The 1970s were a troubled time in Indian history. Indira Gandhi dragged India through war, emergency, and a series of disastrous social policies against a backdrop of economic malaise. Bollywood’s iconic angry young man, immortalised by Amitabh Bachchan, began to be viewed as the personification of an air of dissent that had permeated the country.
What this view misses is that the angry young man stereotype was actually the result of the appropriation of Dalit experiences by upper castes. In 1970s Maharashtra, and particularly in Bombay, the anger vocalised by Bachchan and Bollywood was actually the anger of Dalits against the social and economic injustices of the caste system. It was the anger of the Dalit Panthers who were fighting these battles on the streets, living out in real life the cinematic trope of the angry young man whose rage was echoed in every nook and corner of the region and shook the imagination of the dominant classes, especially in the domain of literary art.
Kuffir Nalgundwar, one of the most brilliant anti-caste thinkers of our time, clarifies this curiously treacherous transgression of social experiences of Dalits when he says, “The mistake that we make when we speak of the ‘angry young man’ as an underdog, is the same as the one the Planning Commission makes when it seeks to find marginalisation only below the ever-inaccurate poverty line. In most senses except one — poverty — the angry young man wasn’t an underdog.” Kuffir’s interpretation not only illustrates how Dalits were never given any importance in Bollywood cinema, but also exposes the common misconception that poverty is the only indicator of oppression.
In Amit Masurkar’s Oscar-bound film, Newton, the protagonist Newton Kumar — brilliantly played by Rajkummar Rao — is also an angry young man. But the context of his anger is very different from Bachchan’s prototype.
In order to understand Newton’s anger it is essential to first understand his socio-ideological identity in the movie. The film communicates a lot through symbolism and the subtle use of ideological imagery, one such idea being Newton’s caste background. Babasaheb Ambedkar’s photo hung on the wall of living room at Newton’s house is the first glimpse of his social identity as well as his ideological location.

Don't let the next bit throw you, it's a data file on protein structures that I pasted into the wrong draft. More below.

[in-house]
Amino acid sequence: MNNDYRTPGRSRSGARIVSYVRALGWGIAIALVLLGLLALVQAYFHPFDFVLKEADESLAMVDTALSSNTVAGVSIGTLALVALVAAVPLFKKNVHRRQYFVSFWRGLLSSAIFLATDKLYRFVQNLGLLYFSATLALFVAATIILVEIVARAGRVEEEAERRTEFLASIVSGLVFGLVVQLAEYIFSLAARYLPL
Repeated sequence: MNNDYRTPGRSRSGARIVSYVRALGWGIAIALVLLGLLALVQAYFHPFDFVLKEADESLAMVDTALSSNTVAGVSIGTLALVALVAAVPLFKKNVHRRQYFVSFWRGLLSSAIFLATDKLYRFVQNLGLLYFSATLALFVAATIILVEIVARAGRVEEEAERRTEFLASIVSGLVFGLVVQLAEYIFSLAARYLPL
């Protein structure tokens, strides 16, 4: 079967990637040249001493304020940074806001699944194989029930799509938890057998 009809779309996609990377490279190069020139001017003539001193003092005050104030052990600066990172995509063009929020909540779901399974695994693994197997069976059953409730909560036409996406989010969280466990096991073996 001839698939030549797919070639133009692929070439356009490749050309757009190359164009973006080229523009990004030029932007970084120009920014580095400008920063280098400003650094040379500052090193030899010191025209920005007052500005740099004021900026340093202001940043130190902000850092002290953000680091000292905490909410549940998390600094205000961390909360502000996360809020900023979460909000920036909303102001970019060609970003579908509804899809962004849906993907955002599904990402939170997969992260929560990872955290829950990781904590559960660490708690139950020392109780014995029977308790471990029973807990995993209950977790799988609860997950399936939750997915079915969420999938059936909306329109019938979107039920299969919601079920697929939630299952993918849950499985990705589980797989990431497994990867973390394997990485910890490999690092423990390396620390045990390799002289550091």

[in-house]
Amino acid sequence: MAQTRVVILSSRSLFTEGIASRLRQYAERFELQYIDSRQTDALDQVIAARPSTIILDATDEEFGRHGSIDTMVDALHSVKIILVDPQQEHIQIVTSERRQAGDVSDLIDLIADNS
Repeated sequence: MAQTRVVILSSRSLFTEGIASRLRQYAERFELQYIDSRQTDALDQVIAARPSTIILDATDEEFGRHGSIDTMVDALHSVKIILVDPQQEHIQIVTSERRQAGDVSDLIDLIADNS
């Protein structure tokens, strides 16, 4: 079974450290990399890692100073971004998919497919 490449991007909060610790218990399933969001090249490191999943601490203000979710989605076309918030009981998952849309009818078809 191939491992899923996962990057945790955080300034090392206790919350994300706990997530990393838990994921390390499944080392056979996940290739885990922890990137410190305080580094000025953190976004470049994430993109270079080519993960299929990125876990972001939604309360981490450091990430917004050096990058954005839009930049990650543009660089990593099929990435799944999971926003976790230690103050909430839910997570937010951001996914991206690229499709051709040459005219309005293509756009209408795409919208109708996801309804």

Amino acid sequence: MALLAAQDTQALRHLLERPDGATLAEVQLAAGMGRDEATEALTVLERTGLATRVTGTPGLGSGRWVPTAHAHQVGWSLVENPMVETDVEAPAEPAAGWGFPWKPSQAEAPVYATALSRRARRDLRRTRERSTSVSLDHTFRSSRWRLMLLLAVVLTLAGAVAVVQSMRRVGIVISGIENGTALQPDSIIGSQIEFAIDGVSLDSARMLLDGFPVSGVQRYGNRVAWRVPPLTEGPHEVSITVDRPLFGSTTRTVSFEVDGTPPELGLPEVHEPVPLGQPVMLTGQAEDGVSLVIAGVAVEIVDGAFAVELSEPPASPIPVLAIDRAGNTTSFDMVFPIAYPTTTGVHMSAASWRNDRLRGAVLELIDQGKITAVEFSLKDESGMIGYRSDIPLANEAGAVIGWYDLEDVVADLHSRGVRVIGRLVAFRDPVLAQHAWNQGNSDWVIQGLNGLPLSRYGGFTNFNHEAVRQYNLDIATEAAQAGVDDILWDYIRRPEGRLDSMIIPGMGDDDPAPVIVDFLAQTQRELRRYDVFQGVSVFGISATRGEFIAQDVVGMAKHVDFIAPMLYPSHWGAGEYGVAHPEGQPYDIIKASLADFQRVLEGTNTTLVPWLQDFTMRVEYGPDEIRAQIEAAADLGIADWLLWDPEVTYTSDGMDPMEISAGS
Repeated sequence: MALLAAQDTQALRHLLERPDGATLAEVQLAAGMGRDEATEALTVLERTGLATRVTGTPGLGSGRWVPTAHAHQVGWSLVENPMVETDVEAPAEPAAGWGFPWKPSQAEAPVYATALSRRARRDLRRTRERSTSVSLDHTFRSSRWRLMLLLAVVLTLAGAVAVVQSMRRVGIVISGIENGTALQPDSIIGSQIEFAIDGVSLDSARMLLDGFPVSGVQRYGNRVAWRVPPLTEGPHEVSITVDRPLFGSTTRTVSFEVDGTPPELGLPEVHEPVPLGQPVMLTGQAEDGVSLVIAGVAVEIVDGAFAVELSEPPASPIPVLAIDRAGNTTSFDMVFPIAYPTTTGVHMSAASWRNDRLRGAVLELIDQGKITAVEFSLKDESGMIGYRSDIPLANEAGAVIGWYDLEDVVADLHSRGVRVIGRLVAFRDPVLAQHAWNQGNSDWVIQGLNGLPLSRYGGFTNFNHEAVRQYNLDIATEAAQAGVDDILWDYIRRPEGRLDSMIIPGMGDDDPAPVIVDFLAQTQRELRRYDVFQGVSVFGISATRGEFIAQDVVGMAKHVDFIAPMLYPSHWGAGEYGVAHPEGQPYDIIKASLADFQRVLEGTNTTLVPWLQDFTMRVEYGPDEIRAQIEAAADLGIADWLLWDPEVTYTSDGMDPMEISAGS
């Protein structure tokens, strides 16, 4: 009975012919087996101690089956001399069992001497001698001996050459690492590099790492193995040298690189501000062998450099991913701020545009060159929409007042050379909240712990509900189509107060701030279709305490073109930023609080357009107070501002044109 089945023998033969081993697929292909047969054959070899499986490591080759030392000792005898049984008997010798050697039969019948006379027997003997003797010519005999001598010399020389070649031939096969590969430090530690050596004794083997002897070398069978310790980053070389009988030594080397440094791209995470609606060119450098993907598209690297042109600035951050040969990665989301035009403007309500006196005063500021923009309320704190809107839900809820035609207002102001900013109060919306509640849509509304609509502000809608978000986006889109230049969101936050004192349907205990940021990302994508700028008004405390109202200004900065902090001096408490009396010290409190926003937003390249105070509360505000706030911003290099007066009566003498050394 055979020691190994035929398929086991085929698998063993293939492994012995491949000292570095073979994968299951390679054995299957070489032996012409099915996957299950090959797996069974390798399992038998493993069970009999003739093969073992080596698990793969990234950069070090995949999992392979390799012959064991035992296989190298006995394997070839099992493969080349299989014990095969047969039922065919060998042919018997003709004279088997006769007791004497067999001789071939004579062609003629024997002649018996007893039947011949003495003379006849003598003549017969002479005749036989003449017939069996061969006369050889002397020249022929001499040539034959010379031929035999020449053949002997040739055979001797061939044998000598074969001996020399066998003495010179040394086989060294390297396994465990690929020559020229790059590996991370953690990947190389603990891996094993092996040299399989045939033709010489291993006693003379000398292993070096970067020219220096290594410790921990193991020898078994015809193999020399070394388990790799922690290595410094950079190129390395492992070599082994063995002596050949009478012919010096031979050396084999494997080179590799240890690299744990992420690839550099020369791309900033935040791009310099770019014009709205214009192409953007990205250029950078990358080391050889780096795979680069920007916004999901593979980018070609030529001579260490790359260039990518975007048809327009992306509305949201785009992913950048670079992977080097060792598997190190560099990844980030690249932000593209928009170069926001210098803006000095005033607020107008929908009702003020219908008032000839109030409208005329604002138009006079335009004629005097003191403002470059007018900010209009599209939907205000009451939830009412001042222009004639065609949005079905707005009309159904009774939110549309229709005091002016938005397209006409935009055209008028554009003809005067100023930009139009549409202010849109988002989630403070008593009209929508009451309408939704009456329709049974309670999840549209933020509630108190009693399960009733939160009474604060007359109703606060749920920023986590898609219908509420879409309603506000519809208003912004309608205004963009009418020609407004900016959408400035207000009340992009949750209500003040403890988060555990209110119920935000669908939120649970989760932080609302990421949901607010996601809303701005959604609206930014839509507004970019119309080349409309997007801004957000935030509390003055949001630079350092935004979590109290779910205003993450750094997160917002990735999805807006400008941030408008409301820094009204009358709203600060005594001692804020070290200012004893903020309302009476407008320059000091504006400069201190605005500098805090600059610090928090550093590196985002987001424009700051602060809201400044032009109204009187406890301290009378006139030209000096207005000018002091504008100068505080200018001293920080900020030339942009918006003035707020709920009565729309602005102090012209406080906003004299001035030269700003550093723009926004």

Depicted as an honest, educated man with principles, it is Newton’s caste background that shapes his character as well as his anger, his honesty and vision. Despite having gained a sense of how difficult it would be for a person like him to survive in a broken system, he doggedly attempts to uphold the constitutional principle of ‘one vote, one value’.
But what does Newton’s honesty — that also makes his character so unrealistic — symbolise? Ashis Nandy once said, “It is a fact that most of the corrupt come from OBCs and Scheduled Castes and now increasingly the Scheduled Tribes”. Newton is the answer to Nandy’s attempt to create fake history. His behaviour in the film is a subtle yet clear acknowledgement of his caste identity. He is aware of the past in which Dalits have had to face such accusations and so he chooses to fight through constitutional means and goes almost to the level of madness to perform his duties as an election officer in the Naxal-affected jungles of Chhattisgarh, asserting his rights, and upholding constitutional values.
Newton’s success as a film does not lie only in its masterful deployment of dark humour. The film also succeeds in offering the audience a glimpse into the experiences of Dalits when they argue and negotiate with the state and yet remain a part of it in order to bring about change.
Unlike the angry young men of bygone decades who were always upper caste and always saved the day by killing a villain (who was typically lower caste), Newton chooses to use his anger in a constructive way. This constructive anger has always been a part of Dalit histories, especially in Maharashtra, the birthplace of the Ambedkarite movement which urged Dalits to become a part of the system in order to bring the discourse of caste into a governmental structure where upper castes had always been a dominant force.
In the last scene, Newton is shown in his office, working diligently. He reveals that he was felicitated by the government for being punctual. This lays bare the irony that what should be normal has become abnormal in state structures dominated by upper castes where he as a Dalit has to adhere to constitutional values harder than anyone else in order to bring about change.
Contact Yogesh Maitreya at email@example.com.
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